Unemployment Benefits Overpayments

Citing Department of Labor data, CNNMoney reported today that the federal government and states overpaid an estimated $14 billion in unemployment benefits last year (about 11 percent of total benefits). The state of Indiana actually made more improper payments than it did correct ones, which has to be some sort of record for bureaucratic ineptitude.

As a Cato essay on the failures of the unemployment insurance system explains, large bureaucratic costs and misspent money are inevitable with massive, complex government programs:

State governments must raise taxes from almost 8 million businesses, with tax bills specifically calculated for each firm’s experience rating. At the same time, the states dole out individually calculated benefits to millions of workers and monitor whether each person making a claim is currently eligible. Businesses and states need to adjudicate the many disputed claims for benefits, and states need to police UI tax evasion as businesses try to manipulate the system to get a lower tax rate.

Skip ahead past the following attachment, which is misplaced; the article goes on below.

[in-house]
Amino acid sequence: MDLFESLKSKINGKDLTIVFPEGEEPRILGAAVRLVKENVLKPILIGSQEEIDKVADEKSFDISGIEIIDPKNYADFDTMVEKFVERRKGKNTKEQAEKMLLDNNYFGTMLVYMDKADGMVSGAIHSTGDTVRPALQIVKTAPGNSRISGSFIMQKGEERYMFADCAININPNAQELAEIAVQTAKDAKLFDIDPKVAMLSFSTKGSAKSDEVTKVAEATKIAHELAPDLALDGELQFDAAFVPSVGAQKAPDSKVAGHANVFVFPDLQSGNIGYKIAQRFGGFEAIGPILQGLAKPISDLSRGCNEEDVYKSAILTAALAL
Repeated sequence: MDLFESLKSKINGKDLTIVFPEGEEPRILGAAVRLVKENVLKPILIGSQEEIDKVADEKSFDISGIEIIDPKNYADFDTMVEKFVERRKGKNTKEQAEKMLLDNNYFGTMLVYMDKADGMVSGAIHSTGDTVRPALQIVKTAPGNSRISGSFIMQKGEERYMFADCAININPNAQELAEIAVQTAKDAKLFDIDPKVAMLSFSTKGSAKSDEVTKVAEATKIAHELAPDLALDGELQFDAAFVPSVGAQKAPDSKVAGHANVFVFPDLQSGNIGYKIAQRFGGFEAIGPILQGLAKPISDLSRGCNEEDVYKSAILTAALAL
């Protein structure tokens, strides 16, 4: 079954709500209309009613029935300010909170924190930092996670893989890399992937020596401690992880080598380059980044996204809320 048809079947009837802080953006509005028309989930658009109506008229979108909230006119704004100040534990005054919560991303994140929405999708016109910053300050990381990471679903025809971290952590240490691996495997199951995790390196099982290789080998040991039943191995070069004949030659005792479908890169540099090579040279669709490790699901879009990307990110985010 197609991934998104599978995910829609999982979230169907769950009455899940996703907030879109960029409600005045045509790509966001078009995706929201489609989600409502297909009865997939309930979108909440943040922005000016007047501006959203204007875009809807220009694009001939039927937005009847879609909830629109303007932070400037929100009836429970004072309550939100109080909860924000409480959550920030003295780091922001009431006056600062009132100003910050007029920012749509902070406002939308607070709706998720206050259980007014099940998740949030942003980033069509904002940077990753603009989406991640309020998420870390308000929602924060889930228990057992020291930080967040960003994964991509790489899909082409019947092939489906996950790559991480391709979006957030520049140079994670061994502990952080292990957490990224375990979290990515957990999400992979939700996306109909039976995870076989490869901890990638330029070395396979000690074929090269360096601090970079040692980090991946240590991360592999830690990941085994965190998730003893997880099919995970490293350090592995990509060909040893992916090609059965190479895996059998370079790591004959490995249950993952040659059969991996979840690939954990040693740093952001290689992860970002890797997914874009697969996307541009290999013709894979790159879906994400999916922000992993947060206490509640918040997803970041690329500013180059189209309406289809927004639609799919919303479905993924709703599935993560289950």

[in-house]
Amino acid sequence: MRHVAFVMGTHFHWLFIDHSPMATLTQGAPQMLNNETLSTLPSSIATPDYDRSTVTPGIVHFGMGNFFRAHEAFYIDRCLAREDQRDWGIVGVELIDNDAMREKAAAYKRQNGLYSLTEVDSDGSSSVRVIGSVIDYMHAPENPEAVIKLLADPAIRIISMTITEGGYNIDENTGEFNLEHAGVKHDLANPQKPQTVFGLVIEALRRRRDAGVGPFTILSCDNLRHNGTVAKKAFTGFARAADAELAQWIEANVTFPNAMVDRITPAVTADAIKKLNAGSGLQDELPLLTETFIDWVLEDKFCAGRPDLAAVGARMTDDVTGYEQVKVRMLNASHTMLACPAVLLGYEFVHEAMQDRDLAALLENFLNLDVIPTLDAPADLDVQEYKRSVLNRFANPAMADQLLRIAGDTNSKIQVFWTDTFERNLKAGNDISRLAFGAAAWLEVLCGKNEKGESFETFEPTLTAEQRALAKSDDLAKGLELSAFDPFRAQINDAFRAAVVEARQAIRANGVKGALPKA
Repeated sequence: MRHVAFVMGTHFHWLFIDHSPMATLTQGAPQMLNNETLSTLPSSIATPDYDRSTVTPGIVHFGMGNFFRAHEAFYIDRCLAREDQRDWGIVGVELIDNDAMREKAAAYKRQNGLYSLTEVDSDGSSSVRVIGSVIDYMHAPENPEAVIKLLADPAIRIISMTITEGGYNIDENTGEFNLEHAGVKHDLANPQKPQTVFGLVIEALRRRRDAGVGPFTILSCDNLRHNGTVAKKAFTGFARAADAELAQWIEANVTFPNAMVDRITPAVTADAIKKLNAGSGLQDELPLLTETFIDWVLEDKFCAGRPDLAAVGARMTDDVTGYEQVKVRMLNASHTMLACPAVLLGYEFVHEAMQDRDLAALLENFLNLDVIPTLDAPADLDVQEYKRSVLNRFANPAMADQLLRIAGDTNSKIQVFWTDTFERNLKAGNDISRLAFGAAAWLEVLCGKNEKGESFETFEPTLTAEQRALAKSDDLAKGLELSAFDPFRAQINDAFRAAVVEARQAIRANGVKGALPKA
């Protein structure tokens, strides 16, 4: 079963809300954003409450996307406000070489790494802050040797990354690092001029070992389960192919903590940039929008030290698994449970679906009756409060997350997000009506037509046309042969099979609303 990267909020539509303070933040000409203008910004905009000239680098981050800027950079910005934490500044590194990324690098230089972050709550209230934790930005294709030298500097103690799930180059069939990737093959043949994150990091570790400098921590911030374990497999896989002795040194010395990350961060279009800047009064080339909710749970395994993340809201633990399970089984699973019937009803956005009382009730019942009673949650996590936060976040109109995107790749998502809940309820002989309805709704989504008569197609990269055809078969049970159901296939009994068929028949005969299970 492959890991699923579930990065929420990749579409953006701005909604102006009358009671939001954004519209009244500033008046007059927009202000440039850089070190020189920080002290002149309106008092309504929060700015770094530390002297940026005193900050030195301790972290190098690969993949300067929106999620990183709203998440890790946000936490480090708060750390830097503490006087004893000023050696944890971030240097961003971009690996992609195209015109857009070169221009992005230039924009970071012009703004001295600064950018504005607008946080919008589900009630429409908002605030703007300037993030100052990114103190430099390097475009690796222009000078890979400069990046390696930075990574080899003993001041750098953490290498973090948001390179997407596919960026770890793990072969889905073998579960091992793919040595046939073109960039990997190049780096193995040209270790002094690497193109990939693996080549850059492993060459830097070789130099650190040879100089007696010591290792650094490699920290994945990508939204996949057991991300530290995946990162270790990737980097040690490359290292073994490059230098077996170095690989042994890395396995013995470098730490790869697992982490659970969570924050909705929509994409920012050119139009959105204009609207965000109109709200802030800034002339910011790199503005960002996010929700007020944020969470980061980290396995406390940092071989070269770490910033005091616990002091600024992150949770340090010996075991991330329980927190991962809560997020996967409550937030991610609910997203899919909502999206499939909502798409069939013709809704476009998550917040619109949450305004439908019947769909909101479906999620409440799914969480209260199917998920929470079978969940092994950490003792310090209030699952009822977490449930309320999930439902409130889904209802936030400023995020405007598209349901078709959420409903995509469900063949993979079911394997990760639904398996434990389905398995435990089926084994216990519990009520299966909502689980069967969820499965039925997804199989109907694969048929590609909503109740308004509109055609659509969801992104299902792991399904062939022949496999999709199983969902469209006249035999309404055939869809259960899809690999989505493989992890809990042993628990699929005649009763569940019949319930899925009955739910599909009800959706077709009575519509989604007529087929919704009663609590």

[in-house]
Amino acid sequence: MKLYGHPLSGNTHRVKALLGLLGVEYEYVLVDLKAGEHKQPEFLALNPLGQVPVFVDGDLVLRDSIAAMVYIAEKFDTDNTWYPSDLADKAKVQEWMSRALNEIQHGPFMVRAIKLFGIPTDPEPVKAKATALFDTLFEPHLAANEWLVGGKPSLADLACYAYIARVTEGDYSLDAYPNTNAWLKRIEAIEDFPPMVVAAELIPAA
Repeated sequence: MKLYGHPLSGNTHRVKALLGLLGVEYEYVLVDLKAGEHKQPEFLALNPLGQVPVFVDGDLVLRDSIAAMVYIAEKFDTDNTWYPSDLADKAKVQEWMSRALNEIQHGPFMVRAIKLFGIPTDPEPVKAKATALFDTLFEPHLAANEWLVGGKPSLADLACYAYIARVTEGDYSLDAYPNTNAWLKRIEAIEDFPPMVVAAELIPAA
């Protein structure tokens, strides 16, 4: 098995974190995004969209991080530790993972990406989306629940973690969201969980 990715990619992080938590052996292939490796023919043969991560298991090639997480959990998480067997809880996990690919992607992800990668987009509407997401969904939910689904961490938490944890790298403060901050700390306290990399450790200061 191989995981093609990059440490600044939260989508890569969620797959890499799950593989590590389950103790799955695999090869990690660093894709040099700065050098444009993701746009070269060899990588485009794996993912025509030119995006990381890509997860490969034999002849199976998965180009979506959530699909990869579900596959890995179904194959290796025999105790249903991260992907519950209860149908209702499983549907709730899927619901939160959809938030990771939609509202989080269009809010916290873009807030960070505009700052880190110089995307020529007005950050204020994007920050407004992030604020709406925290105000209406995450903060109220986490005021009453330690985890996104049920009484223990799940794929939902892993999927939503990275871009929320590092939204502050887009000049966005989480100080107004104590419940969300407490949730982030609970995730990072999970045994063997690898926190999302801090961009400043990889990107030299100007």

Federal and state UI administration cost taxpayers $5.9 billion in 2010. Despite this large cost, there is widespread concern among experts that the UI system is “in long-term decline” from an administrative perspective. UI computer systems are apparently far outdated in many states, and administrators say that they need more money to do their jobs competently.

One problem is that state UI tax systems are very complex. There are four different experience-rating systems, and there are three different methods of determining which businesses to charge when a worker makes a claim. States have various exclusions to the UI tax base, and new businesses have special rules because they don’t have an experience rating yet. Most states also impose a range of added charges to basic UI taxes, such as solvency taxes, taxes for socialized costs, reserve fund taxes, and various surtaxes.

Employers face substantial costs to deal with all the paperwork and tax planning needed to comply with the UI system. For example, the National Federation of Independent Business notes that regardless of eligibility, “many departing employees automatically file for unemployment compensation. They have nothing to lose; filing a claim costs nothing and it puts the ball in the employer’s court.” Businesses are then forced to spend time and money fighting unjustified claims.

There is a substantial amount of waste, fraud, and abuse in the UI system. Many people try to grab benefits improperly, including people who are ineligible, people who are not actively looking for work, and people who have taken jobs and neglect to report it. Other problems include the misreporting of earnings, the provision of false ID to gain benefits, and falsifying reasons for employment termination.